Political correctness operates by shutting down nonpolitically correct people’s freedom of speech. Anyone who challenges the politically correct stance is, thereby, automatically labeled as intolerant, a bigot, or hatemonger. The substance of their arguments against a politically correct stance is not addressed; rather people labeled as politically incorrect are, themselves, attacked as being intolerant and hateful simply for making those arguments. This derogatorily -label-the-person-and-dismiss-them-on-the-basis-of-thatlabel approach is intentionally used as a strategy to suppress strong arguments against any politically correct stance and, also, to avoid dealing with the substance of these arguments.
It is sometimes said that all movements go too far— but that might be necessary for them to have any impact at all. However, they need to pull back or be pulled back at a certain point, if they are not to do more harm than good.
It is important to understand the strategy employed: speaking against same-sex marriage, for example, is not characterized as speech; rather, it is characterized as a discriminatory act against homosexuals and, therefore, a breach of human rights or even a hate crime. Consequently, it is argued that protections of freedom of speech do not apply.
Another part of the same strategy is to reduce to two the choices of position that are available: one has to choose, for example, between being either pro-choice on abortion and for respect for women and their rights, or pro-life and against respect for women and their rights. The possibility of being pro-women and their rights and pro-life is eliminated. That is not accidental; it is central to the strategy that has been successfully used in Canada to maintain the complete void with respect to having any law governing abortion.
Political correctness is being used as a form of fundamentalism, and fundamentalisms—especially “warring” fundamentalisms as manifest, for example, in the battles between religious fundamentalists and neo-atheist fundamentalists, such as Richard Dawkins, Sam Harris, and Christopher Hitchens. Fundamentalists are a grave danger to democracy and, hence, to our Western democratic societies because they vastly widen the divides between us. They create an unbridgeable “us” and “them,” when what we need is a “we.”
We need to look at what “pure” moral relativism and intense tolerance, as modified by political correctness, mean in practice. So let ‘s look at the suppression of pro-life groups and pro-life speech on Canadian university campuses. Whatever one’s views on abortion, we should all be worried about such developments. Pro-choice students are trying to stop pro-life students from participating in the collective conversation on abortion that should take place. In fact, they don’t want any conversation, alleging that to question whether we should have any law on abortion is, in itself, unacceptable.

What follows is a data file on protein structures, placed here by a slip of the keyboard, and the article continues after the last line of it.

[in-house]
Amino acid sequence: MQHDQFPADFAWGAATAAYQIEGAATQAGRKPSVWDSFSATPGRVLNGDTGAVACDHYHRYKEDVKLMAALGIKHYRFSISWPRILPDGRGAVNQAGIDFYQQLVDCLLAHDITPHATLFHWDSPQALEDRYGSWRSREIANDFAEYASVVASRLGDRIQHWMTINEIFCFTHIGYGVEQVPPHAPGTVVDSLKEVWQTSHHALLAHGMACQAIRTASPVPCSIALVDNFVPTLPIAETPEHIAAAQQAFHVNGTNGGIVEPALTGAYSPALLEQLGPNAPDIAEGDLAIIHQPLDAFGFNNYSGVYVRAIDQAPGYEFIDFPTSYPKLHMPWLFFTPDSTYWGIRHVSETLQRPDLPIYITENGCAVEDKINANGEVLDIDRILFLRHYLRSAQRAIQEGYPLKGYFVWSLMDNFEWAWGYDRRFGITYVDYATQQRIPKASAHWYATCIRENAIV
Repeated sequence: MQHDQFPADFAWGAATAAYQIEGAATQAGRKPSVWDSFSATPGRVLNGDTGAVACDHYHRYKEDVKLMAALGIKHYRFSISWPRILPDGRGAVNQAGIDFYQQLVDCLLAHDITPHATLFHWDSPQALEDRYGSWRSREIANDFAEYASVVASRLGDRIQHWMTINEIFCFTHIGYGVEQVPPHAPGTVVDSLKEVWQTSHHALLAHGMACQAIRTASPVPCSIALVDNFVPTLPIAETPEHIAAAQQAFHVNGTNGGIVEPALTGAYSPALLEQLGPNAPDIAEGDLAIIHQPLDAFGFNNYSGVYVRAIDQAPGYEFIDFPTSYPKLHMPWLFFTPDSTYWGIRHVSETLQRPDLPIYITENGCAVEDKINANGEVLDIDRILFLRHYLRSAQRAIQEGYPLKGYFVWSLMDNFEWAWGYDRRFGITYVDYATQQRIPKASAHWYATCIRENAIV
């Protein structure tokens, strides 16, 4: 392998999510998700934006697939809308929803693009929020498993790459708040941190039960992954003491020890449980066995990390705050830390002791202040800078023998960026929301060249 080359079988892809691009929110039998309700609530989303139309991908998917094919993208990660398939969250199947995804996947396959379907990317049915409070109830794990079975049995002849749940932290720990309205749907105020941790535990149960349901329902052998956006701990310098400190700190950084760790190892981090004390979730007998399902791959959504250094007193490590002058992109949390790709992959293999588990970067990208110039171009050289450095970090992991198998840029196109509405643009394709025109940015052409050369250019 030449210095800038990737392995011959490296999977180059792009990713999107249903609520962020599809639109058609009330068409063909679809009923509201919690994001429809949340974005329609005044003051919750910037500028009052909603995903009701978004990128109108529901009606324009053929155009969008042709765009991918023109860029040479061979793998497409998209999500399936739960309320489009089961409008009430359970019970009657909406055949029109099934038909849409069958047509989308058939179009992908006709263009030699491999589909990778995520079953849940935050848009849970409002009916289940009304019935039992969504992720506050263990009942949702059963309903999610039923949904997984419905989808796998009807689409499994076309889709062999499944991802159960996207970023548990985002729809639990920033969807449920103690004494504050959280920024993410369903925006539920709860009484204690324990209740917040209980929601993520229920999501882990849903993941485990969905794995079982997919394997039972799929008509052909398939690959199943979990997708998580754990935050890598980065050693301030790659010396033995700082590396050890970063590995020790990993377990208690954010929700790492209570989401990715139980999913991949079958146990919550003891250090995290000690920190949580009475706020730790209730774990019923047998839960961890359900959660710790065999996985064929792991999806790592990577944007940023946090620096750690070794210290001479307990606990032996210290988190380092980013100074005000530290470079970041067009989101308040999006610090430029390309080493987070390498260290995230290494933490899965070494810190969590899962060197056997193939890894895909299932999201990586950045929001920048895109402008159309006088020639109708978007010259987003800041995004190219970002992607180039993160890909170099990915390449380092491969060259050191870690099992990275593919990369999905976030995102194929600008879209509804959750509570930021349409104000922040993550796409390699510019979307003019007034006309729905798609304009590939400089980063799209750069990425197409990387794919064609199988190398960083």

In some instances some people are going even further: they want to force physicians to act against their conscience under threat of being in breach of human rights or subject to professional disciplinary procedures for refusing to do so. The Ontario Human Rights Commission recently advised the College of Physicians and Surgeons of Ontario to this effect.
Political correctness is being used to try to impose certain views and even actions that breach rights to freedom of conscience; to shut down free speech; and to contravene academic freedom. I do not need to emphasize the dangers of this in universities. The most fundamental precept on which a university is founded is openness to ideas and knowledge from all sources.
The further concern is that shutting down freedom of speech in our universities might be an example of a much larger problem outside the universities. We can’t hold a society together in the long-term without shared values; that is, without a societal-cultural paradigm. We need a story about ourselves that supports our most important values and beliefs, one we tell each other and all buy into, to form the glue that holds us together. Tolerance alone, especially if unbalanced by other important values, is nowhere near enough to be that story.
To ensure our story does not disintegrate, we must engage in respectful conversation. The public needs academics to speak freely—respectfully, openly, and without threat of repercussions— about contentious, important, societal problems. That requires academic freedom, which is meant primarily for the benefit of the public by allowing academics to feel confident that they can speak the truth, as they see it, to power.
Our universities should be models for narrowing the divides that separate us, not for widening them, as presently seems to be happening. In our contemporary pluralistic democracies, we must engage in respectful conversation across those divides. To do so, we need to search for a shared ethics.
Likewise, we need to extend the scope of our analyses to consider the needs and rights of future generations.
Searching for a shared ethics
Just as the birds on the ethics wire are not limited by boundaries, we need to be able to cross our traditional divides, if we are to find this shared ethics. Because the concept of a shared ethics is central to protecting the world of the future, I believe, it is important that I explain what I mean by that concept.
First, let me note what I don’t mean by a shared ethics. I do not mean that we will have one universal ethic. Nor do I mean that we will all just accept one another’s ethics—what is called an “ethical pluralism.” I do not accept moral relativism, which argues that there is no grounded truth or deep base to ethics and, therefore, everyone’s views on ethics are as good as anyone else’s. Nor do I accept ethical cosmopolitanism, if that means that we must be equally concerned for and equally bonded to everyone.